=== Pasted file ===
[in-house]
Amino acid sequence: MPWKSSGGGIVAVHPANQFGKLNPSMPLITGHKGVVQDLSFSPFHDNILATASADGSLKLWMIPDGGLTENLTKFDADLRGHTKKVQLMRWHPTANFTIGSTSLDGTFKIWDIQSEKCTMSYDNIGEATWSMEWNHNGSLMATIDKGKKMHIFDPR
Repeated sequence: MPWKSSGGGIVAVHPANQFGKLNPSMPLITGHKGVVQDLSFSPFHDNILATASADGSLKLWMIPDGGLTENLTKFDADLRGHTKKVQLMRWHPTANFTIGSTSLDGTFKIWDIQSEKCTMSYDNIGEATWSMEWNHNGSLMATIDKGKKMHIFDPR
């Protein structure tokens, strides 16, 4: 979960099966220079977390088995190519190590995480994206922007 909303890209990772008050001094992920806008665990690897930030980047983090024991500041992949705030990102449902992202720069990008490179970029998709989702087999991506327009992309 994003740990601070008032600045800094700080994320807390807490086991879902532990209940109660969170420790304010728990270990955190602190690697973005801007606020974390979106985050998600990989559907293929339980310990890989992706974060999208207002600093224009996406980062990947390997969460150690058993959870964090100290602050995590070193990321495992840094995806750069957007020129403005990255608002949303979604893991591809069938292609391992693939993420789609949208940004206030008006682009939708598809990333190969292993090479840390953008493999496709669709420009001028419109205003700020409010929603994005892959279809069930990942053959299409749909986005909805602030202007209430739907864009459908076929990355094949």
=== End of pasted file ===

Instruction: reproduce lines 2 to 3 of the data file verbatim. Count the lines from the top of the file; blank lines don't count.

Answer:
Amino acid sequence: MPWKSSGGGIVAVHPANQFGKLNPSMPLITGHKGVVQDLSFSPFHDNILATASADGSLKLWMIPDGGLTENLTKFDADLRGHTKKVQLMRWHPTANFTIGSTSLDGTFKIWDIQSEKCTMSYDNIGEATWSMEWNHNGSLMATIDKGKKMHIFDPR
Repeated sequence: MPWKSSGGGIVAVHPANQFGKLNPSMPLITGHKGVVQDLSFSPFHDNILATASADGSLKLWMIPDGGLTENLTKFDADLRGHTKKVQLMRWHPTANFTIGSTSLDGTFKIWDIQSEKCTMSYDNIGEATWSMEWNHNGSLMATIDKGKKMHIFDPR